I just finished the above course – I just completed the last problem on the final exam and completed the exit survey a few minutes ago, so I figured I would write my thoughts on the course while they’re still fresh.
My impressions of the course are unanimously positive. I just finished the current iteration of the course (Aug – Nov 2016), and I found it to be excellent. I just finished writing an email to Prof. Grimson (the professor conducting the course), thanking him for all his efforts in preparing such high-quality materials!
Keep in mind that the title of the course is “Introduction to Computer Science and Programming using Python”, and so it is aimed to be an intro CS course of sorts. Nonetheless, it does serve as a very good introduction to the Python language, and covers fundamental CS concepts while teaching the Python language, including the various data structures (lists, tuples, and dictionaries), functions, and classes. The course isn’t intended to teach Python specifically, and so doesn’t cover a lot of the things unique to Python (such as lambda functions, list comprehensions, and other topics).
In retrospect, I wish I had taken this course before taking the “Data Science” bootcamp this summer – I would have been better prepared and would have had at least a rudimentary understanding of the CS fundamentals. Anyway, what’s done is done, and I’m glad that I was able to take this course.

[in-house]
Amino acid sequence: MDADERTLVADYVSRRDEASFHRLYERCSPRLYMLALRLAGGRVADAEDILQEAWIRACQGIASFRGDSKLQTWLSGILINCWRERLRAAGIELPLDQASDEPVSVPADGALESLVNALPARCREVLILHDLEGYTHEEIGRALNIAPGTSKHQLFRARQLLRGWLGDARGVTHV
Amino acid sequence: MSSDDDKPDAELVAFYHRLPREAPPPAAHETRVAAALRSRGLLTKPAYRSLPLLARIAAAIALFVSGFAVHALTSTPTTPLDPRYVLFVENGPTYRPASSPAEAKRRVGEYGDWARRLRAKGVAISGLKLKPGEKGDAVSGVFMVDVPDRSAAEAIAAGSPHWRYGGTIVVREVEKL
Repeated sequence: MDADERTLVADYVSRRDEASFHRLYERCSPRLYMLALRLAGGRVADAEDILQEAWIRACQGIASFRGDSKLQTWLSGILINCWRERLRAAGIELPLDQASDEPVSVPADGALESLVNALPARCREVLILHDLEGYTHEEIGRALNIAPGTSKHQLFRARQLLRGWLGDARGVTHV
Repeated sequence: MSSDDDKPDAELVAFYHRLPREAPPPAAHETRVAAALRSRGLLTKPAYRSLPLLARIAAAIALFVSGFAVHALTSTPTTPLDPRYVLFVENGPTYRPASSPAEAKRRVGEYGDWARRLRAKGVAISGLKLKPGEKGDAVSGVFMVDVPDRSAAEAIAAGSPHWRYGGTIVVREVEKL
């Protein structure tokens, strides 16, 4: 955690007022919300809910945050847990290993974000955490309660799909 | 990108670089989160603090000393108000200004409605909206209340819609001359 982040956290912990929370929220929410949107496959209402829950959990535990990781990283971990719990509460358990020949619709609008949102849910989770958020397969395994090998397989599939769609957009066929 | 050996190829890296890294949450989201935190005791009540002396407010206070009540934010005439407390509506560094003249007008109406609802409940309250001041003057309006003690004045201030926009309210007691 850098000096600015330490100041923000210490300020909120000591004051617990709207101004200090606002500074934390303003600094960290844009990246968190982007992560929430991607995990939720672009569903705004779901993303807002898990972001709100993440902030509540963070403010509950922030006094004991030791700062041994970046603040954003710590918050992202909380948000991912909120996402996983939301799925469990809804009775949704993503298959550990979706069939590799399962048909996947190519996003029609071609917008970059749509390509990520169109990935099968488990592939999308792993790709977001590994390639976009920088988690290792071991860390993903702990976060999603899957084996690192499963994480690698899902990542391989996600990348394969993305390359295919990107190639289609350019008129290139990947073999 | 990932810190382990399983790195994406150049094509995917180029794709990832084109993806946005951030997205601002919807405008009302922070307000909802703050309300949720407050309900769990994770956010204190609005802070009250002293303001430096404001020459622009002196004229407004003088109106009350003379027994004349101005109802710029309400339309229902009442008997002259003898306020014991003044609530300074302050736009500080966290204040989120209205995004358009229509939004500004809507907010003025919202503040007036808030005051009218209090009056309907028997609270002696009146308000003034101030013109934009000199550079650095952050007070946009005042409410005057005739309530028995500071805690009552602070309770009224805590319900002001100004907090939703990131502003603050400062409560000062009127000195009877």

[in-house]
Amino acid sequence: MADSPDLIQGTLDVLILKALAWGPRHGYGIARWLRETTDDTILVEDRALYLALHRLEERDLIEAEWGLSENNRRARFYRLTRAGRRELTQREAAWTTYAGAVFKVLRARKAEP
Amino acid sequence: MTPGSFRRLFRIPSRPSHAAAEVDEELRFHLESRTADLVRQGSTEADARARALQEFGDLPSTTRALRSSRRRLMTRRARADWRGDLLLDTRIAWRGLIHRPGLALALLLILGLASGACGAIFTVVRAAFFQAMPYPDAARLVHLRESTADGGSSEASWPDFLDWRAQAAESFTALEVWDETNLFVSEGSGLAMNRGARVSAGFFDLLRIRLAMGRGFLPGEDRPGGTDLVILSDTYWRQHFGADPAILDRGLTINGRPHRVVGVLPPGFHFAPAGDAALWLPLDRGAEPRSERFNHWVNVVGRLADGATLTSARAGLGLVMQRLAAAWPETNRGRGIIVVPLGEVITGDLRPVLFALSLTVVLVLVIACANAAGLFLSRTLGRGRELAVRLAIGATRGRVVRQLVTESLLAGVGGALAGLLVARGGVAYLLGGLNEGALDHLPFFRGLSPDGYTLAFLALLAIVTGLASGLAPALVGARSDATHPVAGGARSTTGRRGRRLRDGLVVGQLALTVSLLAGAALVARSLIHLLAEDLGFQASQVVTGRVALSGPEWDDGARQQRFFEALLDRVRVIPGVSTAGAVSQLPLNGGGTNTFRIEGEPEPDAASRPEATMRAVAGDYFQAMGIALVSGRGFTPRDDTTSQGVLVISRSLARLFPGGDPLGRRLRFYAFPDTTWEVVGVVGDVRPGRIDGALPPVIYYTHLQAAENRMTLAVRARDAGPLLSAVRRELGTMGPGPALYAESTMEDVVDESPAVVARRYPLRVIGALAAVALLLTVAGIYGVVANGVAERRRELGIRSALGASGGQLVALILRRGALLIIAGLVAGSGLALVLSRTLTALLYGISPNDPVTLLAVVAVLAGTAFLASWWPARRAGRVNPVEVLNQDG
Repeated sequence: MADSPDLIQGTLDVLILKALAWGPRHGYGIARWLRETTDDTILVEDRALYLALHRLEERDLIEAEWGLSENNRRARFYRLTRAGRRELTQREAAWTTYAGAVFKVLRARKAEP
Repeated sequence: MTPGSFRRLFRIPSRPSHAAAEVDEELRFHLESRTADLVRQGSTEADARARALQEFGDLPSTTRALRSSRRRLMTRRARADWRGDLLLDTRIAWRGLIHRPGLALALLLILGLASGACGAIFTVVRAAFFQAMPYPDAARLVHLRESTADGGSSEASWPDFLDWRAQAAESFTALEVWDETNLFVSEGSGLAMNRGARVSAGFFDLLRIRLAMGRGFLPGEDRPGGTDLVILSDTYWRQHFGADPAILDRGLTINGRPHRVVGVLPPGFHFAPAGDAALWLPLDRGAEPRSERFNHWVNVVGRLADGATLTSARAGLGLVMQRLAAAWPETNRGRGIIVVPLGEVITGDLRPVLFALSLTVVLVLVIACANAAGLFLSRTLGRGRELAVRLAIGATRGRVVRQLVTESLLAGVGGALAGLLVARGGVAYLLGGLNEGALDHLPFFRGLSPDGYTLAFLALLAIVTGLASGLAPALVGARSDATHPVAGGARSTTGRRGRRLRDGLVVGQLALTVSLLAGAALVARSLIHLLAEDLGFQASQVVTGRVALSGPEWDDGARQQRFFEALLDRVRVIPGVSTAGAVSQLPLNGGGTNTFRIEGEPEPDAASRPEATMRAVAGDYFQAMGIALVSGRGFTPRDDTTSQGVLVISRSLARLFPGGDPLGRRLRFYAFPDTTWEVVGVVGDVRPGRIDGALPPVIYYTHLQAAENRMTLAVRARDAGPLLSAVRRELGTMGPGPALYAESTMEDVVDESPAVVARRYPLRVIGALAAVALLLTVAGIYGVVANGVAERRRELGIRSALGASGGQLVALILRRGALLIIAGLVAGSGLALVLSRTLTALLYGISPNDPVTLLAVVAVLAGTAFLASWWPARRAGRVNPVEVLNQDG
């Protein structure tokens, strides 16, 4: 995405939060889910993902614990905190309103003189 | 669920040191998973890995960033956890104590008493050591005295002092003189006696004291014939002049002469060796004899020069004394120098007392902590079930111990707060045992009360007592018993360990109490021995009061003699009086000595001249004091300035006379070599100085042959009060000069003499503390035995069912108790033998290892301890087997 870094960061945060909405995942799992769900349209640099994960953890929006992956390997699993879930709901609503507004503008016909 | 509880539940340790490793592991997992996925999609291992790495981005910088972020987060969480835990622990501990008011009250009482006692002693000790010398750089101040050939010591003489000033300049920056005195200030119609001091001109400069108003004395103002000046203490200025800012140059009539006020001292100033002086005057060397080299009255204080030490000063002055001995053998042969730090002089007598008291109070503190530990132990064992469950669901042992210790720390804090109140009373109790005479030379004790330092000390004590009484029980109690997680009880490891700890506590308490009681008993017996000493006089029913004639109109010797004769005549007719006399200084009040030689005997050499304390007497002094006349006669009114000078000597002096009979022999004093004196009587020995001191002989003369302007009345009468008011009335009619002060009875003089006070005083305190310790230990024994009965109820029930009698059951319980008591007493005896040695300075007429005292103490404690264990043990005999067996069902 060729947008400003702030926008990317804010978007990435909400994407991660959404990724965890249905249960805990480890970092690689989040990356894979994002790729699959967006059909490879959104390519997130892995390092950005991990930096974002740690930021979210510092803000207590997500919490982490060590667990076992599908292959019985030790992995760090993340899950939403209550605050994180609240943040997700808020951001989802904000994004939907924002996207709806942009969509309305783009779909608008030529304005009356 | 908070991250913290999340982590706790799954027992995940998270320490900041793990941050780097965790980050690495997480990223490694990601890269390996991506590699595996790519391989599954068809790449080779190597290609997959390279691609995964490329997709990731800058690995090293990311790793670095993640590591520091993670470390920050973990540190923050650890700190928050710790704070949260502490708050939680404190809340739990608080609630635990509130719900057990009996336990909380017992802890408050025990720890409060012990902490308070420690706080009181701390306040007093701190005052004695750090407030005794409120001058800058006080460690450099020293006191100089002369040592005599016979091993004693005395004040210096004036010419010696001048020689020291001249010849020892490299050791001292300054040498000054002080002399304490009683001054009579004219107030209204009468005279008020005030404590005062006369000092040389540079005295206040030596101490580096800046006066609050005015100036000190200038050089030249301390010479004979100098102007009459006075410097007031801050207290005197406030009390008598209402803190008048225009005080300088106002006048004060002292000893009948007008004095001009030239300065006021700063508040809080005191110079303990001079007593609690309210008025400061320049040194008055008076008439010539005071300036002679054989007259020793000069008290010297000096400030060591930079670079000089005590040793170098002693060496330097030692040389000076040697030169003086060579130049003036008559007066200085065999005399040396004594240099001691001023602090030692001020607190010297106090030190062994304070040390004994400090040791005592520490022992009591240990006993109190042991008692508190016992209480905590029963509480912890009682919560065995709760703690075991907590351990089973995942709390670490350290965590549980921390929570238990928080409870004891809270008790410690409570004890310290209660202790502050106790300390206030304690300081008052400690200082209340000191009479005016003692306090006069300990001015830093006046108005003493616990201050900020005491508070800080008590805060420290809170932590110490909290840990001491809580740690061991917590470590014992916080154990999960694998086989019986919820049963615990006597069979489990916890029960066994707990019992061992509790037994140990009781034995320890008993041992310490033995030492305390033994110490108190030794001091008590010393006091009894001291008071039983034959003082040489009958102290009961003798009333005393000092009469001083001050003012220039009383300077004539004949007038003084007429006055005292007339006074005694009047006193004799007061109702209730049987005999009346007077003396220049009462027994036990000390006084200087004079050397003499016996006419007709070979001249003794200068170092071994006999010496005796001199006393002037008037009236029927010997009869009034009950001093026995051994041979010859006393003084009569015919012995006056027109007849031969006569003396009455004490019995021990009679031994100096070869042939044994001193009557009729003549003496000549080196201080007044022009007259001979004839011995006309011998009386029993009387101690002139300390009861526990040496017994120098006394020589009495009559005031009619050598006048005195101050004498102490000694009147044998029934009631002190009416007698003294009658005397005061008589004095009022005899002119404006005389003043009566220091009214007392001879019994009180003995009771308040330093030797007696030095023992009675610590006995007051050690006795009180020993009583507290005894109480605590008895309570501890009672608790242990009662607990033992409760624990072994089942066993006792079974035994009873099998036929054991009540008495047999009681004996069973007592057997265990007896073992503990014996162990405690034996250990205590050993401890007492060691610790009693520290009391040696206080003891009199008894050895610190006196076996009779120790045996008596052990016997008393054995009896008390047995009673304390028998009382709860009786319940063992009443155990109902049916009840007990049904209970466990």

The problem sets were very well crafted. They were appropriately challenging, and I probably did spend around the recommended 15 hours/week or so on them, and they weren’t too difficult where I would have ended up throwing my computer out the window and quitting in frustration. The bonus is that I ended up also learning how to use my computer better – since this course uses Python 3, I ended up using Anaconda to install that (so that I could manage that alongside my existing Python 2 install). I also ended up using Spyder as my IDE of choice for the course, and I’ve come to like that a lot.
As always, if you want to take a look at the problem sets, exercises, and my solutions, I’m posting everything to my github.
Proof of completion (I blacked out my username and email to dodge spambots):
Anyway, onwards to the sequel course, 6.00.2x! I started this course and it’s proving to be MUCH tougher, since the barrier is no longer the Python language, but abstractly developing algorithms before implementing them in Python.